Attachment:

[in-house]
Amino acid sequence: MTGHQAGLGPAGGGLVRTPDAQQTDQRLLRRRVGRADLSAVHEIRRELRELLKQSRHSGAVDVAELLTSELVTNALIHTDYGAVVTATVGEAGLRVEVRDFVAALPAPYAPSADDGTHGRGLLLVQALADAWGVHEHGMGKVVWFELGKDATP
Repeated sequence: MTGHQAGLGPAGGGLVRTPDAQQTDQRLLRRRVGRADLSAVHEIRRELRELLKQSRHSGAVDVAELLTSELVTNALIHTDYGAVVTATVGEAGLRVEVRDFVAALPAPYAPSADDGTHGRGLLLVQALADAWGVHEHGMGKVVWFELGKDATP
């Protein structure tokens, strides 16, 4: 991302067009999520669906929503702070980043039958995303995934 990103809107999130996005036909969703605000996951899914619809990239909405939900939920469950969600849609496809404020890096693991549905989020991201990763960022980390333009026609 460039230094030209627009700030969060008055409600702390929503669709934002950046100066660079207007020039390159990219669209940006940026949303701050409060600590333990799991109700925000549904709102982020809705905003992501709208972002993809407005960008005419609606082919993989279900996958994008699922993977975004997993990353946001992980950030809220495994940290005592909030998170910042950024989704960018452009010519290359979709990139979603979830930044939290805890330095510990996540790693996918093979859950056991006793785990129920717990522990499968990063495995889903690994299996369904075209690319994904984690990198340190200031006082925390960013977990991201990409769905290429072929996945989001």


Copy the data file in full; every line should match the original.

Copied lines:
[in-house]
Amino acid sequence: MTGHQAGLGPAGGGLVRTPDAQQTDQRLLRRRVGRADLSAVHEIRRELRELLKQSRHSGAVDVAELLTSELVTNALIHTDYGAVVTATVGEAGLRVEVRDFVAALPAPYAPSADDGTHGRGLLLVQALADAWGVHEHGMGKVVWFELGKDATP
Repeated sequence: MTGHQAGLGPAGGGLVRTPDAQQTDQRLLRRRVGRADLSAVHEIRRELRELLKQSRHSGAVDVAELLTSELVTNALIHTDYGAVVTATVGEAGLRVEVRDFVAALPAPYAPSADDGTHGRGLLLVQALADAWGVHEHGMGKVVWFELGKDATP
């Protein structure tokens, strides 16, 4: 991302067009999520669906929503702070980043039958995303995934 990103809107999130996005036909969703605000996951899914619809990239909405939900939920469950969600849609496809404020890096693991549905989020991201990763960022980390333009026609 460039230094030209627009700030969060008055409600702390929503669709934002950046100066660079207007020039390159990219669209940006940026949303701050409060600590333990799991109700925000549904709102982020809705905003992501709208972002993809407005960008005419609606082919993989279900996958994008699922993977975004997993990353946001992980950030809220495994940290005592909030998170910042950024989704960018452009010519290359979709990139979603979830930044939290805890330095510990996540790693996918093979859950056991006793785990129920717990522990499968990063495995889903690994299996369904075209690319994904984690990198340190200031006082925390960013977990991201990409769905290429072929996945989001």